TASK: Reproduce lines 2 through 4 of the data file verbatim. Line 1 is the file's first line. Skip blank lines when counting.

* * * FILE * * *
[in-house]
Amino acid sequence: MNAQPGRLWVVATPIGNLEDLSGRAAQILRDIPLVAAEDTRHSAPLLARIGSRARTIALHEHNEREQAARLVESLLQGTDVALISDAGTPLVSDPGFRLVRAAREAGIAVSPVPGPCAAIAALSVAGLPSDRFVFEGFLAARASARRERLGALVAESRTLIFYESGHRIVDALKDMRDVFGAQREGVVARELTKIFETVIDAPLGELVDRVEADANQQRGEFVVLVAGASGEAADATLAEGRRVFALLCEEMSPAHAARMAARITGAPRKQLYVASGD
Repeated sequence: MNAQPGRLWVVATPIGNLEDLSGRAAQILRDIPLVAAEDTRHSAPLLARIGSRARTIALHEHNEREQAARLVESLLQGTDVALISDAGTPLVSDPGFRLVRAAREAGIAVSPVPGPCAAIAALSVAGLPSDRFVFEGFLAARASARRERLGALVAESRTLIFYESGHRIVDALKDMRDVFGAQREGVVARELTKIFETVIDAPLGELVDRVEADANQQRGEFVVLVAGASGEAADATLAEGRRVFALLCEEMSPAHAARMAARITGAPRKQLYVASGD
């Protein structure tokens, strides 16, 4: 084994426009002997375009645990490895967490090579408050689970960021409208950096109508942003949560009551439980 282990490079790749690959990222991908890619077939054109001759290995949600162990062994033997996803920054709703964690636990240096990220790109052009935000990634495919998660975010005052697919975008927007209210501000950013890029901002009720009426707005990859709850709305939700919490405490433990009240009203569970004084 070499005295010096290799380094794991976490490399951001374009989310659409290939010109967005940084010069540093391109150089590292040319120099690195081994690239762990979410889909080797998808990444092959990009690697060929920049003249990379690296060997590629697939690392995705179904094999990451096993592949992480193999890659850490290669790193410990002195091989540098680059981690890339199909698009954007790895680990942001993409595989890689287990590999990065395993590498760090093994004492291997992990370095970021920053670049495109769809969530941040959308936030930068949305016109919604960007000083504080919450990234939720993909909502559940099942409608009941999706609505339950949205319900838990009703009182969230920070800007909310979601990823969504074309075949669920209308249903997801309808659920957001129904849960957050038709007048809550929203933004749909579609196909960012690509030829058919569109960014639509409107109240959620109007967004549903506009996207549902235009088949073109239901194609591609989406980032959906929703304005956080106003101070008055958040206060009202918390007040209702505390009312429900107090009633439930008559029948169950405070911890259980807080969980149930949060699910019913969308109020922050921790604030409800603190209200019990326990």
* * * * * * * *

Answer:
Amino acid sequence: MNAQPGRLWVVATPIGNLEDLSGRAAQILRDIPLVAAEDTRHSAPLLARIGSRARTIALHEHNEREQAARLVESLLQGTDVALISDAGTPLVSDPGFRLVRAAREAGIAVSPVPGPCAAIAALSVAGLPSDRFVFEGFLAARASARRERLGALVAESRTLIFYESGHRIVDALKDMRDVFGAQREGVVARELTKIFETVIDAPLGELVDRVEADANQQRGEFVVLVAGASGEAADATLAEGRRVFALLCEEMSPAHAARMAARITGAPRKQLYVASGD
Repeated sequence: MNAQPGRLWVVATPIGNLEDLSGRAAQILRDIPLVAAEDTRHSAPLLARIGSRARTIALHEHNEREQAARLVESLLQGTDVALISDAGTPLVSDPGFRLVRAAREAGIAVSPVPGPCAAIAALSVAGLPSDRFVFEGFLAARASARRERLGALVAESRTLIFYESGHRIVDALKDMRDVFGAQREGVVARELTKIFETVIDAPLGELVDRVEADANQQRGEFVVLVAGASGEAADATLAEGRRVFALLCEEMSPAHAARMAARITGAPRKQLYVASGD
């Protein structure tokens, strides 16, 4: 084994426009002997375009645990490895967490090579408050689970960021409208950096109508942003949560009551439980 282990490079790749690959990222991908890619077939054109001759290995949600162990062994033997996803920054709703964690636990240096990220790109052009935000990634495919998660975010005052697919975008927007209210501000950013890029901002009720009426707005990859709850709305939700919490405490433990009240009203569970004084 070499005295010096290799380094794991976490490399951001374009989310659409290939010109967005940084010069540093391109150089590292040319120099690195081994690239762990979410889909080797998808990444092959990009690697060929920049003249990379690296060997590629697939690392995705179904094999990451096993592949992480193999890659850490290669790193410990002195091989540098680059981690890339199909698009954007790895680990942001993409595989890689287990590999990065395993590498760090093994004492291997992990370095970021920053670049495109769809969530941040959308936030930068949305016109919604960007000083504080919450990234939720993909909502559940099942409608009941999706609505339950949205319900838990009703009182969230920070800007909310979601990823969504074309075949669920209308249903997801309808659920957001129904849960957050038709007048809550929203933004749909579609196909960012690509030829058919569109960014639509409107109240959620109007967004549903506009996207549902235009088949073109239901194609591609989406980032959906929703304005956080106003101070008055958040206060009202918390007040209702505390009312429900107090009633439930008559029948169950405070911890259980807080969980149930949060699910019913969308109020922050921790604030409800603190209200019990326990």